the warranty issues i can totally agree with you on, out top level bearings had a 1 year warranty on them till recently. which was horrible since napa had a lifetime. we have changed that to a 3 year. which is not as good, but better than 1 year.


we do offer labor reinburrsement on warranty work.

Edited by FxsX24
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Xrac, that is excellent for us :) I hear people almost daily complain that they won't work on their cars anymore since everything went computers. LOL I tell them I am glad cars went to computers. Gives me something to do.



it is great for the people who charge 50-80/hr. but really sucks for the people who get paid 8-12/hr

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well on the other side of the coin, when i tell someone the whole job with parts is 400. it seems like alot, but it really isint. escpcally when half of that is parts.


even if the job took 2 hours, people dont realize even if it was "easy" to do it, it is not the labor they are paying for, but knowing how to do the job that it where the money is

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What a business charges per hour has no bearing on why others make 8-12 dollars per hour. I do agree that it's really hard when you make only a little above min wage, especially if you have bills and a family.


The fact is that most shops charge a fair and honest price; some don't charge enough and are struggling. What happens too often is that the shop owners do not generate enough income to pay their techs a decent wage. Techs work hard and deserve a decent wage. That can only be accomplished by understanding what profits need to be earned when performing services and repairs.


Let's face it, the typical auto shop owner is not a Wall Street Executive, not too many of us have a home in the Hamptons and get picked up in a limo each morning to take us for our mocha late and then drive us to the office. We are, however, among the hardest working group of people in the world.


I do appreciate your opinions, thanks for taking the time to post your point of view.


I think it’s human nature to look at the invoice and think the shop is making a fortune. When you consider the cost of the equipment, facility, utilities, insurance, salaries, training, fees, etc. it’s a different story. But the customer doesn’t see that part.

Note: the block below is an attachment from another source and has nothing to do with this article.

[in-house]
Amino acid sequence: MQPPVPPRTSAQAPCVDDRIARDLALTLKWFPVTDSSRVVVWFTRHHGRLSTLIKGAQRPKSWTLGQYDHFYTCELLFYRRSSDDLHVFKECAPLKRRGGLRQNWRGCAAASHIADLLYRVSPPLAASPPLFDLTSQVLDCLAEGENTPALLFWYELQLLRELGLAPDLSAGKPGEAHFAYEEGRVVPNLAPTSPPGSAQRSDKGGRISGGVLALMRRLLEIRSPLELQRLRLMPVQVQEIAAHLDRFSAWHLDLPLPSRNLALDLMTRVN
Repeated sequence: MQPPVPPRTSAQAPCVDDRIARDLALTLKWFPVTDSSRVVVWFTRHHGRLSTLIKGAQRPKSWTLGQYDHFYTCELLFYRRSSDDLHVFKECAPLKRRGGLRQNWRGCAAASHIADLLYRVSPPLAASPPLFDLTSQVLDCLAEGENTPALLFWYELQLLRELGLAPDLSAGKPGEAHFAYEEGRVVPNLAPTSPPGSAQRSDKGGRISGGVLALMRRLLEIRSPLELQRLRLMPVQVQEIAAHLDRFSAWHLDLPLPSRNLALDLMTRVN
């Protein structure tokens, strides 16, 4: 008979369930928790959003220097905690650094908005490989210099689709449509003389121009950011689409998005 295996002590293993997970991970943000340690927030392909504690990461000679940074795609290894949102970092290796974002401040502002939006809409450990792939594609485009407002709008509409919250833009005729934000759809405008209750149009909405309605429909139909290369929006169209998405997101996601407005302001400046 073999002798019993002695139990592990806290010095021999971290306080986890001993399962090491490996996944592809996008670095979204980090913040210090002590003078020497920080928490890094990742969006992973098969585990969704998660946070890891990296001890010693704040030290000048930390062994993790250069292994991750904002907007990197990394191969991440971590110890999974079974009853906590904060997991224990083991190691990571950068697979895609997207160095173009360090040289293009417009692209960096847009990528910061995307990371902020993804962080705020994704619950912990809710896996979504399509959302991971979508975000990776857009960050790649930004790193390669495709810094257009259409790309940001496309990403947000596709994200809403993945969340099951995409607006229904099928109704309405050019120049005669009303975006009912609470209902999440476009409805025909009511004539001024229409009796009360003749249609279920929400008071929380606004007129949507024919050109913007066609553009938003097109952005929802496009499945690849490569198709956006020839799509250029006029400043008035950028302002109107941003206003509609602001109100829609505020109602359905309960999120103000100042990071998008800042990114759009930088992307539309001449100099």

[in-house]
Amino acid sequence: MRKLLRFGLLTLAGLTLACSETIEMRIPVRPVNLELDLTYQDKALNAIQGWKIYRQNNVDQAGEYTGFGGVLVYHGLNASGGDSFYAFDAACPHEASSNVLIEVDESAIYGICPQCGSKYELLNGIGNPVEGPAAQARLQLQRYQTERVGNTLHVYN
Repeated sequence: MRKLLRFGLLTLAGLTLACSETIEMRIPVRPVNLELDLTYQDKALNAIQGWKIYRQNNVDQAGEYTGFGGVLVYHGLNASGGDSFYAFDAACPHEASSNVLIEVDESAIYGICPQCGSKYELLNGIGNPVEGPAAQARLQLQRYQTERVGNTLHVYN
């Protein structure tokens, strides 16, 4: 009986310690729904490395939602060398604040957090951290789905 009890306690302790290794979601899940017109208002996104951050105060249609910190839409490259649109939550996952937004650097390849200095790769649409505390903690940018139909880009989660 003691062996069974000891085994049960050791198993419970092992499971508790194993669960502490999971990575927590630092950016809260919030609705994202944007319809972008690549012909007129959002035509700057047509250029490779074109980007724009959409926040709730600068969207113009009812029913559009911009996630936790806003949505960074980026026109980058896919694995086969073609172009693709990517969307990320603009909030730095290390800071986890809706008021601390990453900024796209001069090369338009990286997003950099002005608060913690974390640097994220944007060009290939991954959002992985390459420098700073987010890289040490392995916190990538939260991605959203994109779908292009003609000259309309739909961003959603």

As for $17.99 oxygen sensors and $14.99 brake rotors, I don’t think they actually fit any of the cars driven in this country!

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  • Have you checked out Joe's Latest Blog?

      Got your attention? Good. The truth is, there is no such thing as the perfect technician pay plan. There are countless ways to create any pay plan. I’ve heard all the claims and opinions, and to be honest, it’s getting a little frustrating. Claims that an hourly paid pay plan cannot motivate. That flat rate is the only way to truly get the most production from your technicians. And then there’s the hybrid performance-based pay plan that many claim is the best.
      At a recent industry event, a shop owner from the Midwest boasted about his flat-rate techs and insisted that this pay plan should be adopted by all shops across the country. When I informed him that in states like New York, you cannot pay flat-rate, he was shocked. “Then how do you motivate your techs” he asked me.
      I remember the day in 1986 when I hired the best technician who ever worked for me in my 41 years as an automotive shop owner. We’ll call him Hal. When Hal reviewed my pay plan for him, and the incentive bonus document, he stared at it for a minute, looked up, and said, “Joe, this looks good, but here’s what I want.” He then wrote on top of the document the weekly salary he wanted. It was a BIG number. He went on to say, “Joe, I need to take home a certain amount of money. I have a home, a wife, two kids, and my Harly Davidson. I will work hard and produce for you. I don’t need an incentive bonus to do my work.” And he did, for the next 30 years, until the day he retired.
      Everyone is entitled to their opinion. So, here’s mine. Money is a motivator, but not the only motivator, and not the best motivator either. We have all heard this scenario, “She quit ABC Auto Center, to get a job at XYZ Auto Repair, and she’s making less money now at XYZ!” We all know that people don’t leave companies, they leave the people they work for or work with.
      With all this said, I do believe that an incentive-based pay plan can work. However, I also believe that a technician must be paid a very good base wage that is commensurate with their ability, experience, and certifications. I also believe that in addition to money, there needs to be a great benefits package. But the icing on the cake in any pay plan is the culture, mission, and vision of the company, which takes strong leadership. And let’s not forget that motivation also comes from praise, recognition, respect, and when technicians know that their work matters.
      Rather than looking for that elusive perfect pay plan, sit down with your technician. Find out what motivates them. What their goals are. Why do they get out of bed in the morning? When you tie their goals with your goals, you will have one powerful pay plan.